I talked with John about it and we signed up to attend a live info session at a local hotel.  I was bound determined that if we decided to sign Ben up for the Indiana Connections Academy, the 'blame' wouldn't be entirely on my shoulders.  ;-)

We were among the first to arrive.  As we sat waiting for the presentation to begin, more and more people began to show up.  Before long, the room was full.  Before long, they brought in more chairs, and finally opened to folding wall behind us.

As this was quite awhile ago, many of the fascinating and impressive things we learned have escaped me, but one thing that has stuck with me was this:  enrollment for the Indiana Connections Academy jumped 600% last year.  WOW.


Over the years of trying and failing, trying and failing to be a successful inner-city teacher, my compatriots and I have long discussed what might be the Solution. What is the solution to the kids who don't want to be there, who literally destroy the classroom environment, disrupt the learning, and demand attention for behavior--keeping the teacher from teaching and the ones who care from learning?  How do we solve that problem?  My radical idea then was to discontinue mandatory school attendance.  Yes, we would lose a generation or two, but those who wanted to be there, who wanted to learn would learn and those who didn't, oh, well.  My thought was that little-by-little, society would come around again to valuing education, like our parents and grandparents--valuing it the way it isn't valued now.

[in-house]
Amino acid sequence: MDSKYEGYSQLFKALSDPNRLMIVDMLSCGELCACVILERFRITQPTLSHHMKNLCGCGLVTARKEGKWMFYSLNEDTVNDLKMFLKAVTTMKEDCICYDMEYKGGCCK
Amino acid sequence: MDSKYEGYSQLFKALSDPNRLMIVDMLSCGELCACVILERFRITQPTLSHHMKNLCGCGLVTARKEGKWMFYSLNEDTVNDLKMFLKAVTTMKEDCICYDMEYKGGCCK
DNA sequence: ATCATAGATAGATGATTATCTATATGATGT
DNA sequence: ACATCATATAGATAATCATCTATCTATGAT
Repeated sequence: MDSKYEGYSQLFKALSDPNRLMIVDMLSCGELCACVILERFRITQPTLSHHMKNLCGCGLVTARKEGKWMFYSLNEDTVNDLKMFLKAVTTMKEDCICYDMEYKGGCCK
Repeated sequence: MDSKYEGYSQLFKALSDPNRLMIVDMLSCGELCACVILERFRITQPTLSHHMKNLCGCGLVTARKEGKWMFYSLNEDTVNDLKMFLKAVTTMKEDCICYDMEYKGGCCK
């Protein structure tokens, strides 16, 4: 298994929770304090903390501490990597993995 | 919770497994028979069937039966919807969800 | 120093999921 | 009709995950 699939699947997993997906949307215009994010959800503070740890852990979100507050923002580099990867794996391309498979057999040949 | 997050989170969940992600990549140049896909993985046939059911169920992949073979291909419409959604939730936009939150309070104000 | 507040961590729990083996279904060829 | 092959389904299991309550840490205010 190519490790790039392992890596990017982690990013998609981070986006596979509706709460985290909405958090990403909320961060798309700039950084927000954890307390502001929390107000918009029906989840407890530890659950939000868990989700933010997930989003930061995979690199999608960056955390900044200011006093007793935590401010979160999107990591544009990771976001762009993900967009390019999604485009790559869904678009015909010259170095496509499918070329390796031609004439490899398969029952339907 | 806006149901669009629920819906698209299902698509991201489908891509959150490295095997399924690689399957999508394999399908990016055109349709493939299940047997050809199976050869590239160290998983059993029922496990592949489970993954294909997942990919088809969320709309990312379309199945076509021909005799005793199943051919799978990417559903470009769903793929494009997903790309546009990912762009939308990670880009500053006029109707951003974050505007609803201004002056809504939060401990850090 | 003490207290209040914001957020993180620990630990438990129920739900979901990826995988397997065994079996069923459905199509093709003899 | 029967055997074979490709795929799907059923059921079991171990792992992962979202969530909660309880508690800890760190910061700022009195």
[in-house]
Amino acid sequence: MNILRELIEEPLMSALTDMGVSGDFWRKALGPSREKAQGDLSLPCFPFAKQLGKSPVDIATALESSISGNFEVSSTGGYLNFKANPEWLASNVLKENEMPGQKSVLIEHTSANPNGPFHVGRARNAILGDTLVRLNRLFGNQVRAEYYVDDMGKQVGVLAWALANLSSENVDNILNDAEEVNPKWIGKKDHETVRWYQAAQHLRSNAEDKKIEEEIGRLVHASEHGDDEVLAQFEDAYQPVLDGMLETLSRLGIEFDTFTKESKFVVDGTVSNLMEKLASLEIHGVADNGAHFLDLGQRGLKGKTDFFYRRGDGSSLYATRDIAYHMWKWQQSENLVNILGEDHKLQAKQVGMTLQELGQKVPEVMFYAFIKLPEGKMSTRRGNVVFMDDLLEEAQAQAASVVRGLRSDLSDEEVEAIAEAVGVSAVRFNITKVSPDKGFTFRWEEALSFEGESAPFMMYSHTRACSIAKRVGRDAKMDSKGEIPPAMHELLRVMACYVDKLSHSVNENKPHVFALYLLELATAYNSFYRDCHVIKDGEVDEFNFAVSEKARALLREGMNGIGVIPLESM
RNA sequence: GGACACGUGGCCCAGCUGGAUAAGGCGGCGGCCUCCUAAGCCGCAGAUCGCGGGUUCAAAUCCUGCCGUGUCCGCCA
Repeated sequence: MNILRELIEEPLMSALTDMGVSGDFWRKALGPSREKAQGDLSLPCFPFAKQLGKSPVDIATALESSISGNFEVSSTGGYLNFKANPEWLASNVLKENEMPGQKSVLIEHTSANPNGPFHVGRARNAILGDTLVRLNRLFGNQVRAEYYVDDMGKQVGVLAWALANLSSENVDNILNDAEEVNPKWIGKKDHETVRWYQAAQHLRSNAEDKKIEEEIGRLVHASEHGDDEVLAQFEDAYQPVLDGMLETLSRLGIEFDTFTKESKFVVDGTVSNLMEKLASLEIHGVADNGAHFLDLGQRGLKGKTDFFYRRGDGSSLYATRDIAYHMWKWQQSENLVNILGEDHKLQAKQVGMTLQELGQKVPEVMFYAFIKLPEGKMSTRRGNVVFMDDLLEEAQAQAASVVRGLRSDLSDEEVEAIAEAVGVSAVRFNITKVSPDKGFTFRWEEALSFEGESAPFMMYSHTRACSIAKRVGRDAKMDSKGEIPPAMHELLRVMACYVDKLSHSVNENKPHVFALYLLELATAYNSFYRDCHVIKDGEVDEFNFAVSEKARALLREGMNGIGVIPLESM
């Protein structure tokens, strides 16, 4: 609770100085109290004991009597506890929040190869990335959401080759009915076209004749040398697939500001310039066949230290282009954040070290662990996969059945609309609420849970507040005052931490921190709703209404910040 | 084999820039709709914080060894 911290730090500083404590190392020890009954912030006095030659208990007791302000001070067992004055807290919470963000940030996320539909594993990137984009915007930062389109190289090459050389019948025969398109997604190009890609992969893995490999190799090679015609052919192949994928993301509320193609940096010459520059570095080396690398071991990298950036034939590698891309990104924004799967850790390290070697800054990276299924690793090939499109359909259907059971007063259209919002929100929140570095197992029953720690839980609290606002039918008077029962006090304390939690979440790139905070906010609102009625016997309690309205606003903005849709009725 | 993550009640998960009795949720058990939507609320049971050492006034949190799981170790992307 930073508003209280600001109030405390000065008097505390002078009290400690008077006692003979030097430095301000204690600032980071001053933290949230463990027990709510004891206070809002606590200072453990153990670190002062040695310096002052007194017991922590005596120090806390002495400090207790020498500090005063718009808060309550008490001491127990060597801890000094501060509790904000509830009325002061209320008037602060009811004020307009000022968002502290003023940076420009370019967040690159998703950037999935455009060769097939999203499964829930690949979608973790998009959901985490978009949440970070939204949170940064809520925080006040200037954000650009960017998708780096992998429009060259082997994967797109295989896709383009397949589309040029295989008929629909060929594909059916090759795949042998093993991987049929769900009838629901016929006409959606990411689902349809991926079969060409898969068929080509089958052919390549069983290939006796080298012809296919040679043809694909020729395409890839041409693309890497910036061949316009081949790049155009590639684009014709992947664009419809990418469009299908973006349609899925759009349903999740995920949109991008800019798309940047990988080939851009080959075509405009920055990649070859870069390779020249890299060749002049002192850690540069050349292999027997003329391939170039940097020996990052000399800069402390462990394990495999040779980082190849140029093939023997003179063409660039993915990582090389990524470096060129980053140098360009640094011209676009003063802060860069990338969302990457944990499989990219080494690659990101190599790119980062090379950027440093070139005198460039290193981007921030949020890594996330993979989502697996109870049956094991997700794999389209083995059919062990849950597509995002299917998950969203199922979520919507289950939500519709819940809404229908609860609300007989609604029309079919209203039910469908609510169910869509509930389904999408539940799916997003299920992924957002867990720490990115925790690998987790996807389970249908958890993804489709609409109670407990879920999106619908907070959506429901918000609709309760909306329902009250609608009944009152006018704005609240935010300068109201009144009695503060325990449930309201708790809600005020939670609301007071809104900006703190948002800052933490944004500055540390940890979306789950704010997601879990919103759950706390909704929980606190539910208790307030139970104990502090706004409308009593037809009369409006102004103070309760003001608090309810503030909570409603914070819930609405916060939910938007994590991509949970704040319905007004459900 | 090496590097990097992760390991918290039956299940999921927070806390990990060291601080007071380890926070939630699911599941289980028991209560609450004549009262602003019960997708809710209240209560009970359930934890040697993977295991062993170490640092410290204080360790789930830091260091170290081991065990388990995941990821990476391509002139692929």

My introduction to the Indiana Connections Academy changed my thinking on this.  Sitting in that room, I felt I was looking at the future.  Online education--no behavior problems, no disruptions, individualized instruction--is the future.


When the meeting was over, and all our questions answered, John and I looked at each other and nodded.  Yep.  This would solve so many of our problems--mainly, never really knowing what Ben was doing at school.  He never brought home homework, never studied, we never knew about tests.  He claimed to have no idea what happened to papers, why he got certain grades.  With this, we would know everything.  We could see what was happening, what his strengths were, what his weaknesses were.